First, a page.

The longer you look at this 'glorious' post, the more its emotional, visceral nature bleeds out. It's more of an acid reflux than a process of reason, its just that M. John Harrison is such a good writer he can make it seem the latter, I suspect even to himself.

Everything reads well (so much so you want to be lead Tribune in his proposed triumph), until one starts isolating sentences from the overall flow. Surely all creative arts 'literalise the urge to invent'? The first line of the last paragraph is flat out wrong (Jane Austen must have at least pictured the appearance of Mansfield Park in her mind's eye, even if she based it on somewhere real), while the meat of the same paragraph ties its hyperbolic bootlaces together--if a real and a fictional place are equally survey-able, exhaustively or otherwise, where are all the fantasy novels the size of (though not greater than-- that's impossible remember) the Alexandrian library?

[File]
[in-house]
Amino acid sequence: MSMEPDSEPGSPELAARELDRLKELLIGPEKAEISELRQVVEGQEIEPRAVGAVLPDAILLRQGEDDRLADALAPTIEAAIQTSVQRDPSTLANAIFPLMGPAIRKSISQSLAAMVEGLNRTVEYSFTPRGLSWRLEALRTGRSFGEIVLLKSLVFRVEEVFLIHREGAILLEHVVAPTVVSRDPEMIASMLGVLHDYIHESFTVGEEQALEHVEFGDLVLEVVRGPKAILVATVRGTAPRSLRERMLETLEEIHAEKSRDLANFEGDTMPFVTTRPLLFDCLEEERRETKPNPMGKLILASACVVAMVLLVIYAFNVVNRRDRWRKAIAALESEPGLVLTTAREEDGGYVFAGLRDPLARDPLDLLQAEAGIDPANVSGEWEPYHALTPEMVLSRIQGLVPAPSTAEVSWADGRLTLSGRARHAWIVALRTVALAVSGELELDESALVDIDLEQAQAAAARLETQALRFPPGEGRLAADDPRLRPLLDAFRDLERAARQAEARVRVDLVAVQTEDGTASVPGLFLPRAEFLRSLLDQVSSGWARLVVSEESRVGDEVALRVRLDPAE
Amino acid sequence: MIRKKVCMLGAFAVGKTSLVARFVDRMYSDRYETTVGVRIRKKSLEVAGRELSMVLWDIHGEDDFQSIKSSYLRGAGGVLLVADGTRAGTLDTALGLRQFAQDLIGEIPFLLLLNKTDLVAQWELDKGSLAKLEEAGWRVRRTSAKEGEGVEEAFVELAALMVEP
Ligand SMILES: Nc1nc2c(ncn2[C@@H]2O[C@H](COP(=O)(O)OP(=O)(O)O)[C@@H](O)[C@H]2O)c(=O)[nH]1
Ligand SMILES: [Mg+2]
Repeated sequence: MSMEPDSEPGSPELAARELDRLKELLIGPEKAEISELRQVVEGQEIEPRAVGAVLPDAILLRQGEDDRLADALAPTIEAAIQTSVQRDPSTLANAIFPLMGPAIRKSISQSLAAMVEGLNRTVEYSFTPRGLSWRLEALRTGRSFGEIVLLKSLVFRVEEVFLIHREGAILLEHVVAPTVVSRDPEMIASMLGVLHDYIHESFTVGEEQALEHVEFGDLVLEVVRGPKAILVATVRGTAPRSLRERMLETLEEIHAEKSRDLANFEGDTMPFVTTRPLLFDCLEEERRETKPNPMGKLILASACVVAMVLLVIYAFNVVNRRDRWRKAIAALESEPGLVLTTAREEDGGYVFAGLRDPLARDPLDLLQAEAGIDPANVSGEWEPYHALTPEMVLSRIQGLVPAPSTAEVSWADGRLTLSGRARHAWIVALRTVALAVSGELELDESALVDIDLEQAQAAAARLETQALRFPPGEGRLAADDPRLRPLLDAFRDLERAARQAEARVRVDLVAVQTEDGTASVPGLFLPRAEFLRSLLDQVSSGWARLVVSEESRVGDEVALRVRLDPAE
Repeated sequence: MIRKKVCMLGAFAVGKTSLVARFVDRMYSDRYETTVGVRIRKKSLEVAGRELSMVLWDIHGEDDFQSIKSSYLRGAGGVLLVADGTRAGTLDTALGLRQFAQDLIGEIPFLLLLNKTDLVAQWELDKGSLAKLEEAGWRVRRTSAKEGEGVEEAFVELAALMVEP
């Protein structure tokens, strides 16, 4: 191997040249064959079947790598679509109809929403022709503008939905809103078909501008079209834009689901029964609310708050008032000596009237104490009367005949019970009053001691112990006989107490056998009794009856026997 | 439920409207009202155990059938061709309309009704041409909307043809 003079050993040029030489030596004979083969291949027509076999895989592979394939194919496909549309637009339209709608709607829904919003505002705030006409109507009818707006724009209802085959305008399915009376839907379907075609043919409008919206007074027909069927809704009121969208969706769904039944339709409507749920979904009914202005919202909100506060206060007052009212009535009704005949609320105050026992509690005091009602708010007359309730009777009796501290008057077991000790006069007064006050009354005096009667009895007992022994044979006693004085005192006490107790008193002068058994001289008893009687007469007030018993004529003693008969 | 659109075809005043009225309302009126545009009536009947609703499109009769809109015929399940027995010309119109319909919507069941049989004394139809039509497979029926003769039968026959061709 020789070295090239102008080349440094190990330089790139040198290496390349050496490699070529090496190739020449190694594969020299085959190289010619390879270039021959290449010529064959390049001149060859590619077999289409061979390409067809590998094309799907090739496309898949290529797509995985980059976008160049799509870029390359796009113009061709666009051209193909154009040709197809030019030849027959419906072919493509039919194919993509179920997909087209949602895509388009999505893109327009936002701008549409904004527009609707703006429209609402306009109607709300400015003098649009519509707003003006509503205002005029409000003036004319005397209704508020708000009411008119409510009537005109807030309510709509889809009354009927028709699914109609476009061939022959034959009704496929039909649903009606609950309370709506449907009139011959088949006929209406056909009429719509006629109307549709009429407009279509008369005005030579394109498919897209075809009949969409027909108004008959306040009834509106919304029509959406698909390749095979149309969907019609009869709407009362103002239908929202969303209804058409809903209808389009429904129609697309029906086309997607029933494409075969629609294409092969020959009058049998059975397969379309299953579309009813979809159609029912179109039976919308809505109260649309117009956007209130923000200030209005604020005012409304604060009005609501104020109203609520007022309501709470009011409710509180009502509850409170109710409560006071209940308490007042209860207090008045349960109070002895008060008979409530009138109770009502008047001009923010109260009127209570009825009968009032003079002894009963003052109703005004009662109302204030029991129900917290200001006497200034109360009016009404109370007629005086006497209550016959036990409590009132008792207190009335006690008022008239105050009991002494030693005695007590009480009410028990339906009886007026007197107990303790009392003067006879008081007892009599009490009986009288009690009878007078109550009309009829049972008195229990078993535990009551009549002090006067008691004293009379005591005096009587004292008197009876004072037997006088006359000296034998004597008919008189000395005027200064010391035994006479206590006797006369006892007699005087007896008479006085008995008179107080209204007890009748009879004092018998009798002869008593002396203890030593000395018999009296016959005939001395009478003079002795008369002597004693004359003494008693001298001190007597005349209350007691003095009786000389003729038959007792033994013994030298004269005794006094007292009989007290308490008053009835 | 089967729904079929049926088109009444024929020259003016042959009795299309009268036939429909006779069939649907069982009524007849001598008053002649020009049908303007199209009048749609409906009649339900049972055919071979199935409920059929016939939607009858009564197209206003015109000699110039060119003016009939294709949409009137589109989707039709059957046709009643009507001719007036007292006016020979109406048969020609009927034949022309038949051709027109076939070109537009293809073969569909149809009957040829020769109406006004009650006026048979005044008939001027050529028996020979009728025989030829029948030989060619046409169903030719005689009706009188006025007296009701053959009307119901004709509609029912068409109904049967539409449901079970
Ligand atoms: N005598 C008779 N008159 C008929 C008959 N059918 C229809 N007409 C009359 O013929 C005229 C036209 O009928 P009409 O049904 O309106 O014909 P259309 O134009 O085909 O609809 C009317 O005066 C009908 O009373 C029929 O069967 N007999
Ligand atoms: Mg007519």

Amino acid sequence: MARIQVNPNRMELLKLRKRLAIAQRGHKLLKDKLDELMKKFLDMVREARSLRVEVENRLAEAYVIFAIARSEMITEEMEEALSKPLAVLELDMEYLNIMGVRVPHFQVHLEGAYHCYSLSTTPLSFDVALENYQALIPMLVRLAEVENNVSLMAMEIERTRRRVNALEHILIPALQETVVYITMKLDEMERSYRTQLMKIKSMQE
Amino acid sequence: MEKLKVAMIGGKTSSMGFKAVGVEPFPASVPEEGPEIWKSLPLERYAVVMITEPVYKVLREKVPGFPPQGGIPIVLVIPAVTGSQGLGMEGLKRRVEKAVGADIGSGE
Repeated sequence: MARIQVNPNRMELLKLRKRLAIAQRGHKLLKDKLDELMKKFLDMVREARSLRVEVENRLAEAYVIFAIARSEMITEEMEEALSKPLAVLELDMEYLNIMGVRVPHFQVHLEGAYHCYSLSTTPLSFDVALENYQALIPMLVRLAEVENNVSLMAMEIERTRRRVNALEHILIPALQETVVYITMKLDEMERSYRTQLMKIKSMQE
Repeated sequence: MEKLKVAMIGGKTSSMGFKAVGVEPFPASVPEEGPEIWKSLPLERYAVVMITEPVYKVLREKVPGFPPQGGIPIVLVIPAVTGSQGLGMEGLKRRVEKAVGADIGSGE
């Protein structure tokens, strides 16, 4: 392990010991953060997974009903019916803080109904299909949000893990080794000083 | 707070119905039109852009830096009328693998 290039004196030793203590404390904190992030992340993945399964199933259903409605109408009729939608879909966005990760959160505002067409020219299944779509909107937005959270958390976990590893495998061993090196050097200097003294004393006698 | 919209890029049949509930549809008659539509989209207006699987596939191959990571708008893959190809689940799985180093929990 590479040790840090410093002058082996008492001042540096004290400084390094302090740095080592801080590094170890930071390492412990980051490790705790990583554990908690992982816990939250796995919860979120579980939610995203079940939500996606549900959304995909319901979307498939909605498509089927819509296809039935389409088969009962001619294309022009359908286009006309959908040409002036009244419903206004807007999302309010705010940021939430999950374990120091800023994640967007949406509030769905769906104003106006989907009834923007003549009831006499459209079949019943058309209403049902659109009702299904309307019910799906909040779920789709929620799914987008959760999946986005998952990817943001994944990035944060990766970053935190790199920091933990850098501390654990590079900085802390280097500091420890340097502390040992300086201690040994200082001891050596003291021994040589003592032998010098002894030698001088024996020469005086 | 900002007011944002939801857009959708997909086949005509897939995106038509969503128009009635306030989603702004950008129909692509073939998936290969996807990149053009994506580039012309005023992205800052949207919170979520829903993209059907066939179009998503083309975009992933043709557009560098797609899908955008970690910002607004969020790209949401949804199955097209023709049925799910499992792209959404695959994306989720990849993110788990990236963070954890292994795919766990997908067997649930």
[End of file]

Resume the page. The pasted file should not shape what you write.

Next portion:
And the opener? Every moment of blood circulation must represent the victory of the pulse over the arterial wall. The circulatory system, like the writing of speculative fiction, is too complex to be so binary.

The fourth or fifth reading brought out an old memory--or collection of memories--I had long forgotten (feel free to concoct psychological types amongst yourselves), but one, I suspect, shared by many whose childhoods were spent floating on tides betwixt cool and dork.